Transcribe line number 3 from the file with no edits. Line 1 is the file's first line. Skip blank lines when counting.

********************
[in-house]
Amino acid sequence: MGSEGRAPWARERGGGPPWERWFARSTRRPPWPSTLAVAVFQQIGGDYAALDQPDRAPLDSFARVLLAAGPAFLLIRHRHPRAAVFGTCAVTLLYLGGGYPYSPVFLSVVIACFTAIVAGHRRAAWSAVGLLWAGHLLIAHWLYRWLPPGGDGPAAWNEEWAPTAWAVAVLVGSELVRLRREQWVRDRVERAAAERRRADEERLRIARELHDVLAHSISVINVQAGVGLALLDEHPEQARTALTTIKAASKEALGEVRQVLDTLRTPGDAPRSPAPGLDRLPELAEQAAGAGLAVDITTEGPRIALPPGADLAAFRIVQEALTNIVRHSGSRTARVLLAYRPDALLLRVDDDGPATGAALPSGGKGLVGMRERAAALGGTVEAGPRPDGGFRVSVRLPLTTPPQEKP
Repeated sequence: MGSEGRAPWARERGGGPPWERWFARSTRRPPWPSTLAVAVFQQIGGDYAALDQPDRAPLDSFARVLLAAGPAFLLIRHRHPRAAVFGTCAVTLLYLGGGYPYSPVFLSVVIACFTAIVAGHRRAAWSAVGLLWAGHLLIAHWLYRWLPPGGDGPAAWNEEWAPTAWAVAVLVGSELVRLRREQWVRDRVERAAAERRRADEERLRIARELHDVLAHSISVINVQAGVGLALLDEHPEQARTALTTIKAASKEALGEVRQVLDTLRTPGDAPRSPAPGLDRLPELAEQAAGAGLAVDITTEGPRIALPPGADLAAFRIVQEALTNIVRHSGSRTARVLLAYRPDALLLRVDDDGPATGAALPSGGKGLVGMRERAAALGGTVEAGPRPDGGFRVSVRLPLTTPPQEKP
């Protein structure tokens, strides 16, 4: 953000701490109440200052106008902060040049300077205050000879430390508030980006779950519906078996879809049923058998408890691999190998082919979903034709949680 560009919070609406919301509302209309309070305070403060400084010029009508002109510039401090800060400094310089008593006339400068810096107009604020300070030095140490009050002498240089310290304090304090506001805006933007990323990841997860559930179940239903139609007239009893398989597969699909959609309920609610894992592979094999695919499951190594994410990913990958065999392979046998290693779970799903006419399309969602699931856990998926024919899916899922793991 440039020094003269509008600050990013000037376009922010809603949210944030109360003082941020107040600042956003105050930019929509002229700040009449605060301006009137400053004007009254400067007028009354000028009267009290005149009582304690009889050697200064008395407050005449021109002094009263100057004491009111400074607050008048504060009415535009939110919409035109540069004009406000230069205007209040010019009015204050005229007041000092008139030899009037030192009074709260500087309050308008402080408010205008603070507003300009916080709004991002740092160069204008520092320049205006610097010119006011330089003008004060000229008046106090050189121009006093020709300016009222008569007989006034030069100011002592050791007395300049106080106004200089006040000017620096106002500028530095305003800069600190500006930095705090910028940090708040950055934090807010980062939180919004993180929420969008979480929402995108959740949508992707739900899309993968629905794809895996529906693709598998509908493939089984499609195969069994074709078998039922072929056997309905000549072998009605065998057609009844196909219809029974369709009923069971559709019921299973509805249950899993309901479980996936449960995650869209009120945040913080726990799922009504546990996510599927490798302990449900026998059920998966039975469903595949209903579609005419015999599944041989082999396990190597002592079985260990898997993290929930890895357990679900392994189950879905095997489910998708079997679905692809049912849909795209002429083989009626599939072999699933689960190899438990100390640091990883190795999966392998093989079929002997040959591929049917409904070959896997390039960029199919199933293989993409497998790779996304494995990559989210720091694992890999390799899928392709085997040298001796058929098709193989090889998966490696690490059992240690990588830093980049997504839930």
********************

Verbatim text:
Repeated sequence: MGSEGRAPWARERGGGPPWERWFARSTRRPPWPSTLAVAVFQQIGGDYAALDQPDRAPLDSFARVLLAAGPAFLLIRHRHPRAAVFGTCAVTLLYLGGGYPYSPVFLSVVIACFTAIVAGHRRAAWSAVGLLWAGHLLIAHWLYRWLPPGGDGPAAWNEEWAPTAWAVAVLVGSELVRLRREQWVRDRVERAAAERRRADEERLRIARELHDVLAHSISVINVQAGVGLALLDEHPEQARTALTTIKAASKEALGEVRQVLDTLRTPGDAPRSPAPGLDRLPELAEQAAGAGLAVDITTEGPRIALPPGADLAAFRIVQEALTNIVRHSGSRTARVLLAYRPDALLLRVDDDGPATGAALPSGGKGLVGMRERAAALGGTVEAGPRPDGGFRVSVRLPLTTPPQEKP